RS: So far, semantic technologies have been used in commercial products for data integration, enterprise semantic search and content management, etc. I expect this area to grow, but prospectively I see more and more potential for business opportunities in the combination of the social web and semantic technologies as well as in the context of mashups. An area that is also still largely unexplored is the area of advertisements in the context of semantic search.

Y!: What are some of the pitfalls that developers run into when they first start investigating or deploying semantic metadata?

RS: One problem in the early days was that the tool support was not as mature as for other technologies. This has changed over the years as we now have stable tooling infrastructure available. This also becomes apparent when looking at the at this year’s Semantic Web Challenge.

Another aspect is the complexity of some of the technologies. For example, understanding the foundation of languages such as OWL (being based on Description Logics) is not trivial. At the same time, doing useful stuff does not require being an expert in Logics – many things can already be done exploiting only a small subset of all the language features.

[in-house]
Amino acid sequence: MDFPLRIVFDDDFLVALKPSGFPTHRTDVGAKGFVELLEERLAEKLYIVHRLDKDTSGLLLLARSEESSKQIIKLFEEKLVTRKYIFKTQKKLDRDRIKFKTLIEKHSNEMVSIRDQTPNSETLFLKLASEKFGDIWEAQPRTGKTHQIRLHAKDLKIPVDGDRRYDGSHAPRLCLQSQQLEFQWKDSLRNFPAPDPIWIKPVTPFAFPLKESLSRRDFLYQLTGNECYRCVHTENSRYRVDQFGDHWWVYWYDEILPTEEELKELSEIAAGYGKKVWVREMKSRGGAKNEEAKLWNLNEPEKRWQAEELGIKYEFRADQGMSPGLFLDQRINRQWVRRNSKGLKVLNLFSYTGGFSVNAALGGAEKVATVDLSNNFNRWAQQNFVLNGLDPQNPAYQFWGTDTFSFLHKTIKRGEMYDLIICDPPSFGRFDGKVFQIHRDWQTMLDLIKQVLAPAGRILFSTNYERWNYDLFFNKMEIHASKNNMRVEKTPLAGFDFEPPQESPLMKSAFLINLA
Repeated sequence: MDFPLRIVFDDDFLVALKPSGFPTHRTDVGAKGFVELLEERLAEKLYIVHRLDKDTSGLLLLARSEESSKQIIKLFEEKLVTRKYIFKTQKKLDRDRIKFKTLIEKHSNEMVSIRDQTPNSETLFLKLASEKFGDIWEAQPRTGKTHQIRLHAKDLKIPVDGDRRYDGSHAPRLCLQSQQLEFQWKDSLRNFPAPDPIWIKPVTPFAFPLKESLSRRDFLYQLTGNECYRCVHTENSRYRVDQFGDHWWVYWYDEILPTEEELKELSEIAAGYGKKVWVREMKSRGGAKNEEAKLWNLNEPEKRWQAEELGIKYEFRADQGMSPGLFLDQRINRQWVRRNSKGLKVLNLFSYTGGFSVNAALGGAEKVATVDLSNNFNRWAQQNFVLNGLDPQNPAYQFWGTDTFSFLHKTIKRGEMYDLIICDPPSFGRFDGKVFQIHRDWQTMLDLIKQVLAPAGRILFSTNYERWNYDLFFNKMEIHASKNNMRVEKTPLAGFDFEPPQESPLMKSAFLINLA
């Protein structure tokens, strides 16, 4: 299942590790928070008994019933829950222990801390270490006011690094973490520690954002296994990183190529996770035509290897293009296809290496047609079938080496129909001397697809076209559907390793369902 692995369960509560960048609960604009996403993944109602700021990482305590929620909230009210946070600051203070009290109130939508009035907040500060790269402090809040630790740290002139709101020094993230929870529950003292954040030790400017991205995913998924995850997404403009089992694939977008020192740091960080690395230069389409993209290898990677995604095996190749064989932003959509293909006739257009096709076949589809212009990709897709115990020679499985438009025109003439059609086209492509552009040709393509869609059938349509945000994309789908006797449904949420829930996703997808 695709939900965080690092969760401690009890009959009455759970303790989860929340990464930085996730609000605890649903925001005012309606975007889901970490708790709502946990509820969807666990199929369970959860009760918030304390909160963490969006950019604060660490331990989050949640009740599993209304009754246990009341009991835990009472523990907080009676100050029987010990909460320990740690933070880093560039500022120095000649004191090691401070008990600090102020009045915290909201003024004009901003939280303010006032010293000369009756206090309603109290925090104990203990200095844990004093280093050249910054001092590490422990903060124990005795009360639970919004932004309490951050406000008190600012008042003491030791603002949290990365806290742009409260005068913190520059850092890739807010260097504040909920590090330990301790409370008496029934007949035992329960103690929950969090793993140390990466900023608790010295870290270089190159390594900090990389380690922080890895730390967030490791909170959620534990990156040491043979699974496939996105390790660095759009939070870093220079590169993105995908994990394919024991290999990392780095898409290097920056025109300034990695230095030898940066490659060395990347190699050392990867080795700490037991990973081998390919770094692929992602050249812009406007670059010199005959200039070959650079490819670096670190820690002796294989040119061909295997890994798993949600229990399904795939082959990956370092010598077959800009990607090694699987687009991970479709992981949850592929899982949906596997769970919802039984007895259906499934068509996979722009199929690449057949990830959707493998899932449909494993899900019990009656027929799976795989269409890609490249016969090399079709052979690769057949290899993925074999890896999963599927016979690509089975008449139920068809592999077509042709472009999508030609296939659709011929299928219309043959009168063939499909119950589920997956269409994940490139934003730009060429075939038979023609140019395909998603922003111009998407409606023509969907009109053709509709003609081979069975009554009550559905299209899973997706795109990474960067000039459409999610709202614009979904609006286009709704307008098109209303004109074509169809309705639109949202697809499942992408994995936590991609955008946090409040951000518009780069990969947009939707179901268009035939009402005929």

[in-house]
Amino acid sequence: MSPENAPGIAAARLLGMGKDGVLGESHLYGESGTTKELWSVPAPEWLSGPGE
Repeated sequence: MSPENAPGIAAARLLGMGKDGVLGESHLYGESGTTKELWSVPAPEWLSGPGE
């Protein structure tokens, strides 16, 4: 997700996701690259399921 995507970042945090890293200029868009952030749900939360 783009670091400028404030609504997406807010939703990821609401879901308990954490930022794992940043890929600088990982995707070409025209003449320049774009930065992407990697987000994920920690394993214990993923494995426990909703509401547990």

Y!: If you’re a front-end developer who’s interested in finding out more about semantic metadata, where should you get started?

RS: There are now numerous books out there, e.g. Antoniou/van Harmelen: A Semantic Web PrimerDavies et al. (eds.): Semantic Web Technologies, and Staab/Studer (eds.): Handbook on Ontologies. There is also a large collection of video lectures at

Of course the W3C recommendations for RDFOWL and SPARQL are a useful reference. For inspiration, I recommend looking at some of the sites exploiting semantic technologies, e.g.semanticweb.orgTwine, or Freebase.

1 comment:

kidehen said...

Take two (i.e., I posted yesterday):

I would suggest you include DBpedia amongst the list of practical and live usecases of the virtues of RDF based Linked Data.